- George Clooney as US Army Ranger Lieutenant Colonel Thomas Devoe
- Nicole Kidman as Dr. Julia Kelly
- Marcel Iureş as Dusan Gavrich (phonetic of "Dušan Gavrić")
- Aleksandr Baluev as Russian Army General Aleksandr Kodoroff
- Rene Medvešek as Vlado Mirich (phonetic of "Mirić")
- Gary Werntz as Hamilton
- Randall Batinkoff as Ken
- Jim Haynie as General Garnett
- Alexander Strobele as Shummaker
- Holt McCallany as Appleton
- Michael Boatman as CPN Beach
- Joan Copeland as Senator Bevens
- Carlos Gómez as Santiago
- Armin Mueller-Stahl as Federal Security Service Colonel Dimitri Vertikoff
The Peacemaker earned $41,263,140 in the US and $69,200,000 elsewhere, bringing its total to $110,463,140. 
On review aggregator Rotten Tomatoes, the film has a 44% approval rating based on 36 reviews, with an average score of 6/10.  On Metacritic, the film has a score of 43 out of 100, based on 20 critics, indicating "mixed or average reviews".  Audiences polled by CinemaScore gave the film an average grade of "B+" on an A+ to F scale. 
Janet Maslin of The New York Times gave praise to Clooney and Kidman for portraying a "charming rogue" and expressing "womanly professionalism as fierce, hostile sterneness" in their respective roles and Leder's direction of the movie's action setpieces, highlighting the Manhattan climax for having "crisp economy and furious energy" throughout the scene.  Marc Savlov of The Austin Chronicle said that despite the "ever-present plot holes and isoscelean character arcs" throughout the film's story and villains, he praised Leder's directorial skills for keeping things fresh throughout the runtime and adding "clever swagger" to the action scenes, concluding that: "By no means an embarrassment to the fledgling DreamWorks, The Peacemaker is instead a grand, noisy step in the right direction. What next, indeed?"  Roger Ebert commended the "technical credits" and both Clooney and Kidman for expertly fulfilling their roles but felt the rest of the film was filled with "retreaded" and "off-the-shelf" thriller clichés and concluded with a bomb defusal third act that lacked the "real endings involving character developments and surprises" found in similar films like The Edge and Kiss the Girls.  Entertainment Weekly's Owen Gleiberman gave the film an overall "C+" grade, giving Leder's direction credit for staging her scenes with "crisp exactitude, [and with] a pleasing flair for "rhythmic" visual detail" and adding "elegant and accomplished" atmospherics, but felt that it amounts to being "a well-crafted, utterly generic genre piece" that carries "an air of self-important solemnity that borders on the overblown", concluding that: "In The Peacemaker, nothing escapes the taint of cliche. As the inaugural feature from DreamWorks, the picture is vaguely depressing, because it suggests that the studio’s creators are working so laboriously to manufacture a hit that they’ve forgotten to put in the dream."  James Berardinelli criticized the over-long runtime of the movie's "paper-thin plot", the "lack of creativity" in the death scenes and failing to sympathize with the villains' plight, concluding that: "The Peacemaker isn't much better or worse than the average James Bond movie, except, of course, that it doesn't have the cars, the gadgets, the girls, or Bond himself. There's a certain appeal to the premise, but the execution is uneven. The movie is likely to keep an audience's attention, but it's the kind of film that is quickly forgotten."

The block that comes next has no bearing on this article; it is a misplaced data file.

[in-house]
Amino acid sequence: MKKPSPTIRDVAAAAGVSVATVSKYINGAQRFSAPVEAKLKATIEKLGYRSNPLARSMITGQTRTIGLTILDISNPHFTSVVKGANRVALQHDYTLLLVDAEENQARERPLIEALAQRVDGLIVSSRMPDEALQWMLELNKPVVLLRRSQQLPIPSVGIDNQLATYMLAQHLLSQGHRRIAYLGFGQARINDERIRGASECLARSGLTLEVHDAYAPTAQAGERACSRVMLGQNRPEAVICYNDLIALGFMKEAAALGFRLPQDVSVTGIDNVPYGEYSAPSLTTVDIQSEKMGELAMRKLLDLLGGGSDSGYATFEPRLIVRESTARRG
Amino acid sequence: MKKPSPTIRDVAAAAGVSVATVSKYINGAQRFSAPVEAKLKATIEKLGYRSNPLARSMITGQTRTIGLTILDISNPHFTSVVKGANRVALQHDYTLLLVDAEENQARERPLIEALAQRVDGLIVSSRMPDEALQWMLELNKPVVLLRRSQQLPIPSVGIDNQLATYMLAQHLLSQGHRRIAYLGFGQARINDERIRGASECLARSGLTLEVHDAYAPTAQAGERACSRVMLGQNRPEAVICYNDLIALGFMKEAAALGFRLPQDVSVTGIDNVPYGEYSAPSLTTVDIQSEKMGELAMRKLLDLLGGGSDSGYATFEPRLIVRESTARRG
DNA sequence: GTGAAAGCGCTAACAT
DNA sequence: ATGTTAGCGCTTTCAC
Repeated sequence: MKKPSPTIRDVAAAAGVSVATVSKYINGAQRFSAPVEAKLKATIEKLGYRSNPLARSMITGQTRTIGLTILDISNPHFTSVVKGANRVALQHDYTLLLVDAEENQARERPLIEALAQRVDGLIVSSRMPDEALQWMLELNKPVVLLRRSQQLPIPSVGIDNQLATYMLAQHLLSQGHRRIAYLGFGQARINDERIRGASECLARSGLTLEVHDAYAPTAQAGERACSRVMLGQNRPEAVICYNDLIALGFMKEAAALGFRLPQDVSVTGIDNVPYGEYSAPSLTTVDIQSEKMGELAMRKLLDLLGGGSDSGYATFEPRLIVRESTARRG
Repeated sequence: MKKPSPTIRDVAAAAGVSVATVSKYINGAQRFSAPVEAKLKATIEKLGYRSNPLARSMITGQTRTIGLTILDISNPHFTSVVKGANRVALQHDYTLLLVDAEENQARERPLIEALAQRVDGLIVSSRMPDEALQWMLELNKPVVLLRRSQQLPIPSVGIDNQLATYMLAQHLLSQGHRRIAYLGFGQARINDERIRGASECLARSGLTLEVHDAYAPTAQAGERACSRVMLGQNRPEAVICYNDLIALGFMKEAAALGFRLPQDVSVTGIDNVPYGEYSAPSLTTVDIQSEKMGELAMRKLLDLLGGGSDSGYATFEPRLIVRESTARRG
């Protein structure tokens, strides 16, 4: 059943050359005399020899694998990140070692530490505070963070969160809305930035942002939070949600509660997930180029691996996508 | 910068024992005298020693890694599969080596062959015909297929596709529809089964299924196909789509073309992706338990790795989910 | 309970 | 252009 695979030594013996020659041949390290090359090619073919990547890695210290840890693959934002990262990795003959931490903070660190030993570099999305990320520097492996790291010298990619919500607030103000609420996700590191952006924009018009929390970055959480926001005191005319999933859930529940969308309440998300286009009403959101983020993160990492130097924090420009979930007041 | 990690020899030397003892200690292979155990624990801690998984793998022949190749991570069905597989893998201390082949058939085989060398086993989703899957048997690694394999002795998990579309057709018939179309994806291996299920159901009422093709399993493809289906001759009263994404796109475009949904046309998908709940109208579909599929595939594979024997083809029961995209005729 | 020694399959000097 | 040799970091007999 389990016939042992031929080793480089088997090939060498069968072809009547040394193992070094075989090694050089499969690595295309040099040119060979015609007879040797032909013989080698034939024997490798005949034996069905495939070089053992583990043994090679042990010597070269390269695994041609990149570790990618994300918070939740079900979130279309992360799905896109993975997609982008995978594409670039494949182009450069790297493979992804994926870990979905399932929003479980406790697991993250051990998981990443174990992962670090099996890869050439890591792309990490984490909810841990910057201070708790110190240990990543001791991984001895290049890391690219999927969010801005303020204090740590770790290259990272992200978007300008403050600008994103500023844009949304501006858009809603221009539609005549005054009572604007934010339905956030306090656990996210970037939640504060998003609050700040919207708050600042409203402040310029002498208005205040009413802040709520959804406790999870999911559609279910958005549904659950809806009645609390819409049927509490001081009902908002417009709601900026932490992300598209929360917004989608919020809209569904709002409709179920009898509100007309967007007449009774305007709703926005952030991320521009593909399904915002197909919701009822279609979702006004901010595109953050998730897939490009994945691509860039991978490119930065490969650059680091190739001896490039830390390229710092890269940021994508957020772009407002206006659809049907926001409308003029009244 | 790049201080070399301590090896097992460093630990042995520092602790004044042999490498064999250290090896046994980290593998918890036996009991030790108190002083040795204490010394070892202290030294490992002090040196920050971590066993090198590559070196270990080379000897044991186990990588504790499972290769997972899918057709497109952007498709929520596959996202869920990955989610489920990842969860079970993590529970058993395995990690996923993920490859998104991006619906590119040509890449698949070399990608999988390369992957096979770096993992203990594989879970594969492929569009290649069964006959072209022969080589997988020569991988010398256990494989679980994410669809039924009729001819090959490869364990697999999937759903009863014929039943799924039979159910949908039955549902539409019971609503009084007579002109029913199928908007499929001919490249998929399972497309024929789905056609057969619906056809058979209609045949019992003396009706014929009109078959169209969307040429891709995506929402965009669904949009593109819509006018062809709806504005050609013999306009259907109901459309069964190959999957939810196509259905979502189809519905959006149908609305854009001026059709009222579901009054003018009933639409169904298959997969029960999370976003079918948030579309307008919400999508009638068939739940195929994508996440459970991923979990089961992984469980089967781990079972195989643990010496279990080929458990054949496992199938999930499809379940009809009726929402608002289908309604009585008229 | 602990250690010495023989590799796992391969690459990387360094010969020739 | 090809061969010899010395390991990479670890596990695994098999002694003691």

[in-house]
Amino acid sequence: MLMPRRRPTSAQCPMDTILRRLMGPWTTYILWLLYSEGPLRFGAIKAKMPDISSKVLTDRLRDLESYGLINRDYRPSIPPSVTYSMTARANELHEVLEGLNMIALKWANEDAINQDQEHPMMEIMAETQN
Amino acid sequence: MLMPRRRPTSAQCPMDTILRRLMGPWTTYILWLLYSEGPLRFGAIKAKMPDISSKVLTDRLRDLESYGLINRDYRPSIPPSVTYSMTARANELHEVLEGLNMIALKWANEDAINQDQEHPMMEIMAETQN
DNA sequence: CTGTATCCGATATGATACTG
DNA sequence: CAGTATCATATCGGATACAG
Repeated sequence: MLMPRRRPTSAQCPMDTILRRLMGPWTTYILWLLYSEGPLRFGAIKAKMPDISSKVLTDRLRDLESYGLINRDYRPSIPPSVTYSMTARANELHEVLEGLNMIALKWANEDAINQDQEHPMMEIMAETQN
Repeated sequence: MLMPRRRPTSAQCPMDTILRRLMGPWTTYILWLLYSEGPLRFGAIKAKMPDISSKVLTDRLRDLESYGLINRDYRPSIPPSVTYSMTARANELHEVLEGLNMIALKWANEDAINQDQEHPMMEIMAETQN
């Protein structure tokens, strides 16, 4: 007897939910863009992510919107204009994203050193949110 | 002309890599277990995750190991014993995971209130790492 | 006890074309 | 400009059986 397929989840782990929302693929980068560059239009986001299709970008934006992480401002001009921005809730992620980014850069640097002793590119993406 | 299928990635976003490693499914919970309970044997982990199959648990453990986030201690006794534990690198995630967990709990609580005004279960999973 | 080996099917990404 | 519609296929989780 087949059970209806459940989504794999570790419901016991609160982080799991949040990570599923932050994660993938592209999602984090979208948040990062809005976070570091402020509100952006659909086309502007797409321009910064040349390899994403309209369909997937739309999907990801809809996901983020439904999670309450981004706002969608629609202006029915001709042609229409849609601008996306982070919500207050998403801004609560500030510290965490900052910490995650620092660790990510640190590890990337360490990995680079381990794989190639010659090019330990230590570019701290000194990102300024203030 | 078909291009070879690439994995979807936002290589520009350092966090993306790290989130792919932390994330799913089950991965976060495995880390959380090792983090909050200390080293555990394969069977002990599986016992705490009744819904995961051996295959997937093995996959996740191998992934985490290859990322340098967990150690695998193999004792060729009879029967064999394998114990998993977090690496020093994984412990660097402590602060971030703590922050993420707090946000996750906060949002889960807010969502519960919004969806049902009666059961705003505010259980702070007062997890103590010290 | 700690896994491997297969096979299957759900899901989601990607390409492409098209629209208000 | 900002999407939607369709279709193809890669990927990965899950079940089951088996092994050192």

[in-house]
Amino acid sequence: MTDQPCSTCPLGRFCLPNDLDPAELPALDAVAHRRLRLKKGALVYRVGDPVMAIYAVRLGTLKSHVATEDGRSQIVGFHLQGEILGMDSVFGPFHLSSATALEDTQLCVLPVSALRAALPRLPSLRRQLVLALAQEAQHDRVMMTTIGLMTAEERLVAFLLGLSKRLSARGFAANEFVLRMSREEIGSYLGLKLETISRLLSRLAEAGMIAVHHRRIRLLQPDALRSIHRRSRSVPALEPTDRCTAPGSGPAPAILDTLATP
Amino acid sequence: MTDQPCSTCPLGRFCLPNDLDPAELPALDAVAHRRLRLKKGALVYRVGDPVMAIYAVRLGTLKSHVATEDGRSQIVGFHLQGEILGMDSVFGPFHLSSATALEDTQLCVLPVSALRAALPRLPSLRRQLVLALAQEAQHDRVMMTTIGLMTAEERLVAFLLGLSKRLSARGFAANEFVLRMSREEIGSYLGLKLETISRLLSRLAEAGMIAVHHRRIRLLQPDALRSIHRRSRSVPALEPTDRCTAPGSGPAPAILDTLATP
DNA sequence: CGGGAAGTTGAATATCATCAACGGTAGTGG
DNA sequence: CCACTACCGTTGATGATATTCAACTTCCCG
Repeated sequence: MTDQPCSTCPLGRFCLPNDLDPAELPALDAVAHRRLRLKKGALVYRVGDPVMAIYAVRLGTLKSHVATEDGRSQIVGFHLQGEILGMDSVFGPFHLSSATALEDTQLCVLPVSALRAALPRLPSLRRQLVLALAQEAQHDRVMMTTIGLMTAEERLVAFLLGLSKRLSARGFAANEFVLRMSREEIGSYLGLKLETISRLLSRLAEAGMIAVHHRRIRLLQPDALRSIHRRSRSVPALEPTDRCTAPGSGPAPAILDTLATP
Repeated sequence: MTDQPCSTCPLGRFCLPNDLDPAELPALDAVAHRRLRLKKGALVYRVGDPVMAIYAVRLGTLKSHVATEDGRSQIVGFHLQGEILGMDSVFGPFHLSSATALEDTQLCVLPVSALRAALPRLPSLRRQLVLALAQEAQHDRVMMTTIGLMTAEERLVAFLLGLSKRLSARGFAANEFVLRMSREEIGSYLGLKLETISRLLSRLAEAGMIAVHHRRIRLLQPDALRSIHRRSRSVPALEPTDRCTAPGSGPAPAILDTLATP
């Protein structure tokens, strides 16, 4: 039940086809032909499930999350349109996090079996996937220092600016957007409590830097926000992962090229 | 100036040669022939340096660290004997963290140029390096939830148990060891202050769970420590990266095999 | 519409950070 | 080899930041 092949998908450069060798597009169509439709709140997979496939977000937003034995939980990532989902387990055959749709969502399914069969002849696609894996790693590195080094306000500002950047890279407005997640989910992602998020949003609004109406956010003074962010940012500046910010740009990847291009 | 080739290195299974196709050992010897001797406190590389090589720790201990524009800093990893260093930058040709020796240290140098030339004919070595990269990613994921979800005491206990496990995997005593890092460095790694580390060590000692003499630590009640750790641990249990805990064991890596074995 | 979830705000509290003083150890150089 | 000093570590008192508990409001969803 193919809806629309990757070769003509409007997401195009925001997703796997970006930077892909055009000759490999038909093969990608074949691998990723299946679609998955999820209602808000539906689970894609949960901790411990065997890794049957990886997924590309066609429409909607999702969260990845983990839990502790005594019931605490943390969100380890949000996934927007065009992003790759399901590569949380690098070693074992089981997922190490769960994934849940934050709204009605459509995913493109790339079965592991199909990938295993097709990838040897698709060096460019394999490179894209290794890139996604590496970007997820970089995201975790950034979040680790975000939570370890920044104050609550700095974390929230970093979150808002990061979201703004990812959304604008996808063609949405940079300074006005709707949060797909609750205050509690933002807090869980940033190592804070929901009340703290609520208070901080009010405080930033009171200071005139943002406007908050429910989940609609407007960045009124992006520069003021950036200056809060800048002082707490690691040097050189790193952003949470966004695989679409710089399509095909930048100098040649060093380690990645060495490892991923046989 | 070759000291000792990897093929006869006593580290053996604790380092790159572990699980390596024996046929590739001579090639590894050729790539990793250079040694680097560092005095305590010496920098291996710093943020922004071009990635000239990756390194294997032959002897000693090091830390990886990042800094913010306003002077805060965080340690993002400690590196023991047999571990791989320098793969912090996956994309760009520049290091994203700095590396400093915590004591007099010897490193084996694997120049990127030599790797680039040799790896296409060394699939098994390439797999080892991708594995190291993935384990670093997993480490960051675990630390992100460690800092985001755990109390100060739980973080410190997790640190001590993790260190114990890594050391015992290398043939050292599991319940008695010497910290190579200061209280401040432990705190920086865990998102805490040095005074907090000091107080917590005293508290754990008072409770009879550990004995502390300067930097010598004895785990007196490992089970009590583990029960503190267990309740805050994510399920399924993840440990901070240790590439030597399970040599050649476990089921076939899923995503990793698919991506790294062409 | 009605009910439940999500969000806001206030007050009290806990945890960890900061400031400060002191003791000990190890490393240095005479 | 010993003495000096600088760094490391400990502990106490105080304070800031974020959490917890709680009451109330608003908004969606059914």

- "The Peacemaker". Box Office Mojo. Retrieved March 29, 2007.
- "Peacemaker: Filming Locations". MovieLoci.com. April 5, 2004. Retrieved July 17, 2004.
- Schmitt, Eric (October 19, 1997). "Clearance Sale". The New York Times. Retrieved September 4, 2021.
- "The Peacemaker (1997)". Rotten Tomatoes. Archived from the original on April 8, 2022. Retrieved March 1, 2022.
- "The Peacemaker (1997) Reviews". Metacritic. Archived from the original on August 13, 2021. Retrieved October 17, 2009.
- "CinemaScore". cinemascore.com.
- Maslin, Janet (September 26, 1997). "The Cold War Is Back, Nuclear Bombs and All". The New York Times. Retrieved September 4, 2021.
- Savlov, Marc (September 26, 1997). "The Peacemaker - Movie Review". The Austin Chronicle. Archived from the original on September 4, 2021. Retrieved September 4, 2021.
- Ebert, Roger (September 26, 1997). "The Peacemaker". Chicago Sun-Times. Sun-Times Media Group. Archived from the original on January 21, 2021. Retrieved September 4, 2021 – via RogerEbert.com.
- Gleiberman, Owen (October 3, 1997). "The Peacemaker". Entertainment Weekly. Archived from the original on April 14, 2021. Retrieved September 5, 2021.
- Berardinelli, James. "Peacemaker, The (United States, 1997)". Reelviews. Archived from the original on January 21, 2021. Retrieved September 4, 2021.